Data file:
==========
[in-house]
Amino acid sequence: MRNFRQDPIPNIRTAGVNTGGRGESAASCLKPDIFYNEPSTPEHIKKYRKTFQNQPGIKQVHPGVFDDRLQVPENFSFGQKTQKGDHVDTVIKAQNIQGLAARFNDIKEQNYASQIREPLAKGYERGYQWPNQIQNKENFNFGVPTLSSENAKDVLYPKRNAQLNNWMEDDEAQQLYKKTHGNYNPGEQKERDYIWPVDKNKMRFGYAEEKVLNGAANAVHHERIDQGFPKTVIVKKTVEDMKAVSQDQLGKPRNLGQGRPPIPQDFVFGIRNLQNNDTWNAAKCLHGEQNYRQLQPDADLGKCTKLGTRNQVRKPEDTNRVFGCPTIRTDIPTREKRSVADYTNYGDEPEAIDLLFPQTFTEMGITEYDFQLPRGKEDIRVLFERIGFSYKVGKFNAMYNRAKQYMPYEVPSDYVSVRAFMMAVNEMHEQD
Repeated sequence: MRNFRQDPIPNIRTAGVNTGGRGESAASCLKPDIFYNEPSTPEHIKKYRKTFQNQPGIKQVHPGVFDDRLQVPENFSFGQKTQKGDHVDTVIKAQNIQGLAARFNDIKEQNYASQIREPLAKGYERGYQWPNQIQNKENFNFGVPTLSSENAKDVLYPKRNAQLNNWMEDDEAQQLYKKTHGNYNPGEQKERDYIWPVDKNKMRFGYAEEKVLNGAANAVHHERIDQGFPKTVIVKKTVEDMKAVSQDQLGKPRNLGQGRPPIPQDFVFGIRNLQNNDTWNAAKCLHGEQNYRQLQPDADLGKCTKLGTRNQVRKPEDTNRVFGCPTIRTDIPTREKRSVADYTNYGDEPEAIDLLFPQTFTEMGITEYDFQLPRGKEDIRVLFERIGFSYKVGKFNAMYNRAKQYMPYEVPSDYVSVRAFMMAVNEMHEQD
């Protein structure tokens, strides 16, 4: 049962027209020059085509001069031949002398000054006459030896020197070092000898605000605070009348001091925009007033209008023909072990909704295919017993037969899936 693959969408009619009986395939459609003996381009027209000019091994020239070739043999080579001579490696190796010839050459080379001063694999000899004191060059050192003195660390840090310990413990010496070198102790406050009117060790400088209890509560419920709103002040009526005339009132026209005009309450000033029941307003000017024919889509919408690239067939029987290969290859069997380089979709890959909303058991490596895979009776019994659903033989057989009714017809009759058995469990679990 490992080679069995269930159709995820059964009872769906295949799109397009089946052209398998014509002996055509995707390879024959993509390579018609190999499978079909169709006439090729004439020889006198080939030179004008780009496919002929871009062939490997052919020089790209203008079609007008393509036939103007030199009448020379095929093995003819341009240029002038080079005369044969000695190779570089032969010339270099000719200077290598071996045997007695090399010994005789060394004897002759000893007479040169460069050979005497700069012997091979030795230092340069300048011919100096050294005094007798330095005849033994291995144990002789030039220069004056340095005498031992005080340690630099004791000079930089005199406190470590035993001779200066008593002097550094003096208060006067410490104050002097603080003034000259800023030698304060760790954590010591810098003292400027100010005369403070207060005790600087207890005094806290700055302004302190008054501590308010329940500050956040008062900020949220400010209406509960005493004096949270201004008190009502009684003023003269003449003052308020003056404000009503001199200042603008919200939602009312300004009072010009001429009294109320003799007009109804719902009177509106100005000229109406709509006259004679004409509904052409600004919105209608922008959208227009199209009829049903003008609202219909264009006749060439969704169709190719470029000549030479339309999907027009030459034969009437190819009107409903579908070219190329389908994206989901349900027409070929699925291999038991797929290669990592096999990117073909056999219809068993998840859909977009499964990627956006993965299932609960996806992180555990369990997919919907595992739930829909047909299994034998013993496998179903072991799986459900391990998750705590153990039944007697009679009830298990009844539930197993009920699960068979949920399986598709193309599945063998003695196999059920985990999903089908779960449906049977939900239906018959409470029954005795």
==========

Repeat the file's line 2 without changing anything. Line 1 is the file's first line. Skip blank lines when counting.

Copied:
Amino acid sequence: MRNFRQDPIPNIRTAGVNTGGRGESAASCLKPDIFYNEPSTPEHIKKYRKTFQNQPGIKQVHPGVFDDRLQVPENFSFGQKTQKGDHVDTVIKAQNIQGLAARFNDIKEQNYASQIREPLAKGYERGYQWPNQIQNKENFNFGVPTLSSENAKDVLYPKRNAQLNNWMEDDEAQQLYKKTHGNYNPGEQKERDYIWPVDKNKMRFGYAEEKVLNGAANAVHHERIDQGFPKTVIVKKTVEDMKAVSQDQLGKPRNLGQGRPPIPQDFVFGIRNLQNNDTWNAAKCLHGEQNYRQLQPDADLGKCTKLGTRNQVRKPEDTNRVFGCPTIRTDIPTREKRSVADYTNYGDEPEAIDLLFPQTFTEMGITEYDFQLPRGKEDIRVLFERIGFSYKVGKFNAMYNRAKQYMPYEVPSDYVSVRAFMMAVNEMHEQD